Reviewed on 03/12/2021 | Details & Permalink

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Alias Space and Other Stories

Kelly Robson. Subterranean, $40 (464p) ISBN 978-1-64524-025-9

Across 14 short pieces, Robson (Gods, Monsters, and the Lucky Peach) demonstrates a dizzying versatility, dipping into both science fiction and fantasy—and sometimes blurring the line between the two. Whether historical fantasies like “Waters of Versailles” and “What Gentle Women Dare,” or far-flung future explorations like “We Who Live in the Heart” and “Intervention,” her disparate stories are subtly tied together by recurring themes. Many share a strong sense of family, both found and biological, as in “Two-Year-Man” and “Two Watersheds.” Robson’s work also frequently touches on feminism, gender, and queerness, as in her three-story Toronto cycle, comprising “The Desperate Flesh,” “Skin City,” and the title story. Meanwhile, with the Nebula Award–winning “A Human Stain” and the terrifying “The Three Resurrections of Jessica Churchill,” Robson delves into horror to explore violence against women. Some of these stories are uncomfortable, even disturbing, in their raw emotion and uncompromising vision, and even the more reassuring tales still challenge preconceptions and the status quo. This is a superb showcase of Robson’s talents. Agent: Hannah Bowman, Liza Dawson Assoc. (May)

Reviewed on 03/12/2021 | Details & Permalink

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Black Water Sister

Zen Cho. Ace, $17 trade paper (384p) ISBN 978-0-425-28343-1

A young woman confronts a formidable god in this stirring paranormal fantasy from Cho (Sorcerer to the Crown). Jessamyn Teoh, an unemployed, recent college graduate, moves back to Malaysia with her parents. While coping with being uprooted from her life and struggling with her now long-distance relationship, Jess begins to hear a disembodied voice and is horrified to discover that it belongs to her late grandmother, Ah Ma. The fierce, plucky Ah Ma refuses to move on to the next life until Jess helps her exact revenge against gangster Ng Chee Hin, who’s planning on tearing down the temple of her god, the Black Water Sister. Jess reluctantly agrees to become her grandmother’s medium—but while working to save the temple and attempting to make an ally of Ng Chee Hin’s son, Sherng, Jess accidentally angers the Black Water Sister. Now the god stalks her, demanding retribution for her wrongful deed—and Jess has no choice but to pay her debt or she’ll lose everything she has left. Cho’s multifaceted characters, like her masterful plot, are never quite what they first appear. Unpredictable twists keep the pages turning while the comic but endearing relationship between Jess and her sassy grandmother provides the story’s heart. This is must-read fantasy. Agent: Caitlin Blasdell, Liza Dawson Assoc. (May)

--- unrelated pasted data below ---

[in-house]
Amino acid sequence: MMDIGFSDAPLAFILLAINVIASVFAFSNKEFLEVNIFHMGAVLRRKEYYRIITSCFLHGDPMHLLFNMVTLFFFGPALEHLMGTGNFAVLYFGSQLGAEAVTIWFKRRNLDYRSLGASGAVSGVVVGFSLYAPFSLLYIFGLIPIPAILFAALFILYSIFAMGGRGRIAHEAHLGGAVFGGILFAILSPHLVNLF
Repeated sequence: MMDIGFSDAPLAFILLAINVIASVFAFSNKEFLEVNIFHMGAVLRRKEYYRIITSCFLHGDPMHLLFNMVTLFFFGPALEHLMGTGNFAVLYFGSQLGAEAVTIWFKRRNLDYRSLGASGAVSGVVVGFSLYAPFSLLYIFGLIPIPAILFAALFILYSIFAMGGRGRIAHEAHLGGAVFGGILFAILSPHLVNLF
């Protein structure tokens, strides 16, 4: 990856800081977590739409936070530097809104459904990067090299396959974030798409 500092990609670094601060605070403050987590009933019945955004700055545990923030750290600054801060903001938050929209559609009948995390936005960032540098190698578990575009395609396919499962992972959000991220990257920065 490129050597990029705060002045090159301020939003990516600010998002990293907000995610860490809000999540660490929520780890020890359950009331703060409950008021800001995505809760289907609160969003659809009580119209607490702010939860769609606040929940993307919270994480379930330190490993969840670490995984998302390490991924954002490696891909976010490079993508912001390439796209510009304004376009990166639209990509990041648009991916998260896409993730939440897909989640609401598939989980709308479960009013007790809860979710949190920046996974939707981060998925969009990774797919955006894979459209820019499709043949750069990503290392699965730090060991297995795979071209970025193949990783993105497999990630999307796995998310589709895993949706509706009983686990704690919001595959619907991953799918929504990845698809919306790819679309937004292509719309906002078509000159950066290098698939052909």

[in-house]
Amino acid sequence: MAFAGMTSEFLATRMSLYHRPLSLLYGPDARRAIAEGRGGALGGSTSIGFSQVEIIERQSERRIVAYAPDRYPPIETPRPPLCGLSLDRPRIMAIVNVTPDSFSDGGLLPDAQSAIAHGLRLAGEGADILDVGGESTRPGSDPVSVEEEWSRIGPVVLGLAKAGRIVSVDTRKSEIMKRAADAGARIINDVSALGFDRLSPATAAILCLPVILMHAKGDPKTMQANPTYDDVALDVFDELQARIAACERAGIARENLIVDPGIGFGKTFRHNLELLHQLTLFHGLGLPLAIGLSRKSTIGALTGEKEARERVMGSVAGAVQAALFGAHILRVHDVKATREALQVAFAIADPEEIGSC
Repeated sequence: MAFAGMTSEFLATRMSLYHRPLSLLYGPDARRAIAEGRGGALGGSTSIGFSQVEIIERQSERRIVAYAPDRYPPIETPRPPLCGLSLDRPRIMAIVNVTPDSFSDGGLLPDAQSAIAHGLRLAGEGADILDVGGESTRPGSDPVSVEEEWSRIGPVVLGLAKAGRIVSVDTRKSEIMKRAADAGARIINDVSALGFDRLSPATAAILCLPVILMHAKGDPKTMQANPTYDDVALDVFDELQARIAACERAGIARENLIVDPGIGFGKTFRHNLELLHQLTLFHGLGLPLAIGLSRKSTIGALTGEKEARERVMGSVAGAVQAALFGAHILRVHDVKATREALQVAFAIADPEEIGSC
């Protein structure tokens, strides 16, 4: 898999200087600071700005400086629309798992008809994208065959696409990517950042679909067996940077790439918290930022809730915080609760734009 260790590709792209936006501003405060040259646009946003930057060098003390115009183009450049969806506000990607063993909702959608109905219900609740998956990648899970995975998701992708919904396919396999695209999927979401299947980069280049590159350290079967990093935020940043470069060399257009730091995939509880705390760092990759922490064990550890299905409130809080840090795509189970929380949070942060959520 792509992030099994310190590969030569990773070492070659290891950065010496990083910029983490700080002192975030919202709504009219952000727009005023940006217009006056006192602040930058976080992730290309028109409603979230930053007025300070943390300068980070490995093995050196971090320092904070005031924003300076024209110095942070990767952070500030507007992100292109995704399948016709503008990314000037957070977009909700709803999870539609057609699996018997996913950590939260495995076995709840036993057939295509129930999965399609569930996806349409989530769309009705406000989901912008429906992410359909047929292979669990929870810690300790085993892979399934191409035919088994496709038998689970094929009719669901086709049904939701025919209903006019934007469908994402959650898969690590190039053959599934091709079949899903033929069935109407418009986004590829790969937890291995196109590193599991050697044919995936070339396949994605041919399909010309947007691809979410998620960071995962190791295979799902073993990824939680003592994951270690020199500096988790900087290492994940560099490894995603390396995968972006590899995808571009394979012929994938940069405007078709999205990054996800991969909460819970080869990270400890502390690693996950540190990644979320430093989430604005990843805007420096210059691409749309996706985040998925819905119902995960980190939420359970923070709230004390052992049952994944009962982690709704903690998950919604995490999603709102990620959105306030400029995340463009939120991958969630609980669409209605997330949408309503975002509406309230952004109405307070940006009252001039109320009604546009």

Reviewed on 03/12/2021 | Details & Permalink